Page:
The CDP primary election is scheduled for tomorrow, March 30. Compared to the LDP presidential election, which was a fierce and tense power struggle, there is not much difference in the policies espoused by the four candidates, and some people feel that the election is lacking in substance.
In a representative election of a political party that is not in power, it is difficult to convey a sense of reality, no matter how flamboyantly the policies are presented. However, throughout the election period, the public’s attention has gradually been drawn. We cannot go into next year’s Upper House election like this. Representative Yukio Edano resigned in response to the election results, so we must do whatever we can to let the public know what the new CDP looks like.
The rebirth of the No. 1 opposition party is a thornier path than one might imagine. Former Vice Minister of Health, Labor and Welfare Nishimura Tomonami, who is running for the post of representative, has drawn up a plan for the party’s revival based on her calm criticism of Edano, the party’s “founder. She began by scrutinizing and reflecting on the campaign policies of the former party leader, and then continued to think through how Rikken could become a national party. It was a determined decision to run for the presidency.
I think that the grassroots political movement was still very, very lacking as a way to strengthen the party management of Mr. Edano and the CDP’s ability to attract votes. We had to go out to the countryside more, get closer to the community, have more discussions, and in this way go deeper into the people.
We had to get a sense of the socially vulnerable and the plight of the people who were forced to suffer as a result of the Covid-19 disaster. The CDP lacked the insight, the ability to take action, and the ability to see the situation firsthand. The CDP may have appeared, to some extent, to be looking at the people from a distance and not being able to get close to their suffering, sadness and anxiety.
This is by no means true, but as a result, I believe that we must take seriously the fact that we were unable to grasp the feelings of the people as a result of the last general election. I believe that it is the responsibility of the CDP to actually meet, talk, hold hands, scoop up the plight of the people, and formulate policies from there. If we don’t do that, we won’t be able to earn the trust of the people as a responsible political party that they can entrust with their government.
What was lacking in the CDP?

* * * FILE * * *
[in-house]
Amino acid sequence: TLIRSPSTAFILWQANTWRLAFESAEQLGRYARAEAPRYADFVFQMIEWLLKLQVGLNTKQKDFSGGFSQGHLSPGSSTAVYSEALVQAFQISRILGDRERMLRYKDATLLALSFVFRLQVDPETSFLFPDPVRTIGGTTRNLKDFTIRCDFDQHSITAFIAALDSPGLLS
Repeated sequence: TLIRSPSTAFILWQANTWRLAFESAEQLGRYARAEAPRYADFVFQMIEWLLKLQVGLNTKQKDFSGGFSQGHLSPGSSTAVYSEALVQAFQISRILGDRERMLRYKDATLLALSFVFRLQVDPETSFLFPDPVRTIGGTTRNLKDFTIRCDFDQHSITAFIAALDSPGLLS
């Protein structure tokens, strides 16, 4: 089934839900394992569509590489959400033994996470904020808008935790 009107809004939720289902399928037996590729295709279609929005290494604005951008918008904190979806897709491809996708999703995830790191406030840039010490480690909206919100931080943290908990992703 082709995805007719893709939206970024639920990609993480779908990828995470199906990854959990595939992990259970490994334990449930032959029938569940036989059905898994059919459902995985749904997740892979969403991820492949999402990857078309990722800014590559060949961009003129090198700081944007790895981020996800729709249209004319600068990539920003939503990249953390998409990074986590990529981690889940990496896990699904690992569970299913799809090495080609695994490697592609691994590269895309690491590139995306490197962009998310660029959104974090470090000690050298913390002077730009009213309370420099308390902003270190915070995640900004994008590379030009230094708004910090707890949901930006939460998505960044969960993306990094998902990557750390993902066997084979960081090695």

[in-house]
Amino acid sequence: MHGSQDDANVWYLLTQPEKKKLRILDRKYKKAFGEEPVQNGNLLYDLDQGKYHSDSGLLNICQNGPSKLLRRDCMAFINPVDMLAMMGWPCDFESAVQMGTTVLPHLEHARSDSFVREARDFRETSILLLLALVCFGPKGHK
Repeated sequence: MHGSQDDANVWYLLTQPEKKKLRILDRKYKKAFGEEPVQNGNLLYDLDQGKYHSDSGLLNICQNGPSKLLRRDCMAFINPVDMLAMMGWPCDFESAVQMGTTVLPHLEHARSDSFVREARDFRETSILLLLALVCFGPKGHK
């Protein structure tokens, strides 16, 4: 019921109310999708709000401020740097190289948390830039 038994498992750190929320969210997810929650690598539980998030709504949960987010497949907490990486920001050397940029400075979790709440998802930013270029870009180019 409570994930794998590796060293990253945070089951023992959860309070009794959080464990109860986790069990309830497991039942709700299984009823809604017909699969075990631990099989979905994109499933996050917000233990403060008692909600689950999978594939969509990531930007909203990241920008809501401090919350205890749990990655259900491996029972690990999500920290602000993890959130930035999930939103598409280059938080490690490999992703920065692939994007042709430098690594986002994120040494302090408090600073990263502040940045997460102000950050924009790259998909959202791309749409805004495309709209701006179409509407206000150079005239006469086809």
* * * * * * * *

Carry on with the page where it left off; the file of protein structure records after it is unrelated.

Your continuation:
Nishimura summed up the situation by saying that the CDP lacked realism.
He said that in order to destroy the perception that the CDP is the party of Yukio Edano and that Yukio Edano is the party of the CDP, and to sublimate the CDP into a true national party, it must come into contact with the “reality” of people’s lives.
He said, “We must thoroughly scrutinize the policies of the ruling party, which are muddying the waters with a few benefits for those who are somehow making ends meet today and tomorrow, and present them with effective policies.
Most recently, Prime Minister Kishida has been talking about distribution, but it is not enough and I wonder if it is really reaching those in need. 100,000 yen. After two years of the spread of the new Covid-19, the benefit was only 100,000 yen. How are we supposed to make a living?
The Ministry of Health, Labor and Welfare announced that the number of suicides in 2020 has reached 21,081. The number of male suicides is on the decline, but the number of female suicides has increased. It is not hard to imagine that the economic hardship caused by the Covid-19 disaster was behind this.
The new CDP, as Nishimura calls it, is serious about facing the people. The key word, he said, is “diversity.
–What is the key to the rebirth of the CDP, and what is “diversity”?
By accurately grasping the voices of local communities and working with those in need to find solutions, we will maximize the potential and growth of local communities. This is the kind of political campaign the CDP must undertake. The development of a national political movement that involves the people as well as the labor union vote. In this way, we have to gain enough votes to crush the ruling Liberal Democratic Party. In this sense, it doesn’t matter if the CDP is an afterthought.
If the spirit of “altruism,” of serving the people, permeates the party, it will naturally revitalize itself. If I am elected as the party’s representative, I want to make it that kind of party. And I will take power in the general election in four years.
Contrary to most people’s expectations, the CDP failed to win the general election. Nishimura’s sense of crisis is overwhelmingly heavier than that of any other candidate. Tomonami Nishimura aims to become a representative only to protect the lives and livelihoods of the people. To that end, she wants to win at all costs.
Reporting and writing： Takashi Hashimoto